Becomes a (Non-Traditional) Traditional Publisher

Author Blake Nelson’s new book Dream School comes out today from, the company’s first book to be printed on physical paper. was launched 1 year ago today, Dec. 6, 2010, by co-founders Jacob Lewis and Dana Goodyear. Geared towards teens, but open to anyone, Figment is a site where writers can post content and readers can comment on and “heart” their favorite stories.

“I think of the site as a home for both reading and writing,” says Lewis. “It’s a place where you can create and consume your own content. We’re not just a place for teens to read and write their own fiction, we’re a community. Unlike sites where you read a book then go online to rate it, the main activity at is happening online.”

Nearly 75,000 registered users are posting and reading content, with another 3,000 signing up each week. The figment library contains over 180,000 pieces of writing. As Lewis puts it, “We’re roughly 4 times the size of your average local library.” 

Figment has partnered with nearly every major publisher to support and publicize professional authors, using the sizable Figment platform as a marketing tool. This was a benefit Nelson was able to marshal in serializing Dream School on the site for free earlier in the year. 

The sequel to Nelson’s wildly popular Girl, Figment co-founder Dana Goodyear edited Dream School with Nelson, who jumped at the chance to serialize first because it was a marketing plan that felt so smart.

“It echoes the way Girl was serialized in the pages of Sassy magazine prior to being published,” explains Nelson. “I took a stack of fan letters that were sent to the magazine over to my editor’s office and said this is the audience for this book.” (You can read more about that in this great interview Nelson did with Rookie Magazine.)

In regards to releasing the book for free online before publication, Nelson is pragmatic.

“You have to find new, innovative ways to do things,” he says. “You have to be flexible. The technology is all changing, the way people read is changing. You have to be willing to take chances, and not be afraid to have stuff turn out differently than you think it will.”

It’s noteworthy that 17 years after the publication of Girl, with a technological revolution behind us, the plan to market Dream School was essentially the same: Serialize first. Build a platform. Then, print the book.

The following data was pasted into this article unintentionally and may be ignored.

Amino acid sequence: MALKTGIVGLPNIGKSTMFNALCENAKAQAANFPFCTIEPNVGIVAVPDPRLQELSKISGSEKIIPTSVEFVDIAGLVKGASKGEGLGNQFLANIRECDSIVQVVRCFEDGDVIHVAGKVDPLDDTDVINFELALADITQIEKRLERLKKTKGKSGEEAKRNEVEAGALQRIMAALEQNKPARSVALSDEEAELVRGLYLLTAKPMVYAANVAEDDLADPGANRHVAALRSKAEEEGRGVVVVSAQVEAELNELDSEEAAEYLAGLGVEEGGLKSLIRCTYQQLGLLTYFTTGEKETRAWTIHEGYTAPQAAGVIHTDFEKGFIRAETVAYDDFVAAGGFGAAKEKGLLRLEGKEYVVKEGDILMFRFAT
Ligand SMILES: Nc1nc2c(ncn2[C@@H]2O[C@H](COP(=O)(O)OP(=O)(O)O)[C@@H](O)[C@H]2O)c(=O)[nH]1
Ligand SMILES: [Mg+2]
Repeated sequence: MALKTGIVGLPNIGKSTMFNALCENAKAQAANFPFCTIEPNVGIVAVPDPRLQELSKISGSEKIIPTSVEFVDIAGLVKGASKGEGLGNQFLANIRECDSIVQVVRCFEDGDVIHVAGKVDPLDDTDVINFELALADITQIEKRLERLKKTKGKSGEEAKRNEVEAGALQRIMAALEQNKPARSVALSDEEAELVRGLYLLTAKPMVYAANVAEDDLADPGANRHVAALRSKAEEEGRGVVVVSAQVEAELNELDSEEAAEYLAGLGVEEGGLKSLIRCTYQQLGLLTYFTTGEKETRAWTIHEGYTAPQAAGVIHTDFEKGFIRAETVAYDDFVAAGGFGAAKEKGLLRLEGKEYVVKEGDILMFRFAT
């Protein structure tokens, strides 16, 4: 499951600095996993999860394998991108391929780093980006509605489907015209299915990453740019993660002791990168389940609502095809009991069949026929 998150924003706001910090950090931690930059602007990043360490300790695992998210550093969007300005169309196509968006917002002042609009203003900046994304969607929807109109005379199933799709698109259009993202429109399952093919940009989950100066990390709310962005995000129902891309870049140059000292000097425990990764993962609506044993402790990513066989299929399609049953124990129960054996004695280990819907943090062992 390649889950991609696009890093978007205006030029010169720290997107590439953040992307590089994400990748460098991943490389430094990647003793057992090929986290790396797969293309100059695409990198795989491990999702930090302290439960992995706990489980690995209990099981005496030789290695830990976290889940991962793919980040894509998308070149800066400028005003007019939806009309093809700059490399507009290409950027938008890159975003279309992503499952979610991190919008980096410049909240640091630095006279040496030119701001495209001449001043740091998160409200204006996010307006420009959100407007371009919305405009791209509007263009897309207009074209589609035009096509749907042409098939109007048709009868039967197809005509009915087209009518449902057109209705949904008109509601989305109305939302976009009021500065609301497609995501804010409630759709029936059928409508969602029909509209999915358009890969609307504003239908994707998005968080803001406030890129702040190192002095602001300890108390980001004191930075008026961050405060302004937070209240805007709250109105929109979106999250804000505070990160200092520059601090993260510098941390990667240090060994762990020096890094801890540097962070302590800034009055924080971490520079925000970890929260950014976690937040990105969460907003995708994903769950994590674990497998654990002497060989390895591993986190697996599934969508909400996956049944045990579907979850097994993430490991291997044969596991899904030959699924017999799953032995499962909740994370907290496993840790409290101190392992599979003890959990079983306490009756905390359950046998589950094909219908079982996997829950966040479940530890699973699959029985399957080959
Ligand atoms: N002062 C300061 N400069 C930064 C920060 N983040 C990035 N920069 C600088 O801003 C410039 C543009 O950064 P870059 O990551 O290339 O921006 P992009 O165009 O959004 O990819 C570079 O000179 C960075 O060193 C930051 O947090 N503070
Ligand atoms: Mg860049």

This seems to beg the question: Will others follow the model of bringing popular e-books to print? It seems that e-book popularity is certainly one indicator of sales for a limited a print run. One notable example of this is Diary of a Whimpy Kid. You can still read the entirety of Jeff Kinney’s illustrated chapter book online at where it was first released digitally before becoming a middle grade sales juggernaut after being acquired by Scholastic in 2007. 

We’ve seen a race to take print books digital in recent years, with leading the charge to bypass printing on paper altogether. Sites like are solely focused on creating e-books, taking submissions and editing picture books in house, then publishing online for use on their digital device apps.

Will other sites acquire books for digital release, then produce a printed copy for distribution at brick and mortar bookstores based on e-book popularity? It seems that the Internet could certainly work in both directions where e-books are concerned. I’ll be interested to see how sales go for Dream School. Will the audience that supported it online order a printed copy from Amazon, or search it out on a shelf at Barnes & Noble? 

While publishing isn’t the sole focus of, Lewis hints that this may be just the beginning of using the built-in marketing advantage of their community as a platform for sales and distribution.

“For us, it was a really wonderful opportunity to find this book," he says, "and there are lots of ways in which we can see the publishing side of Figment growing.” 

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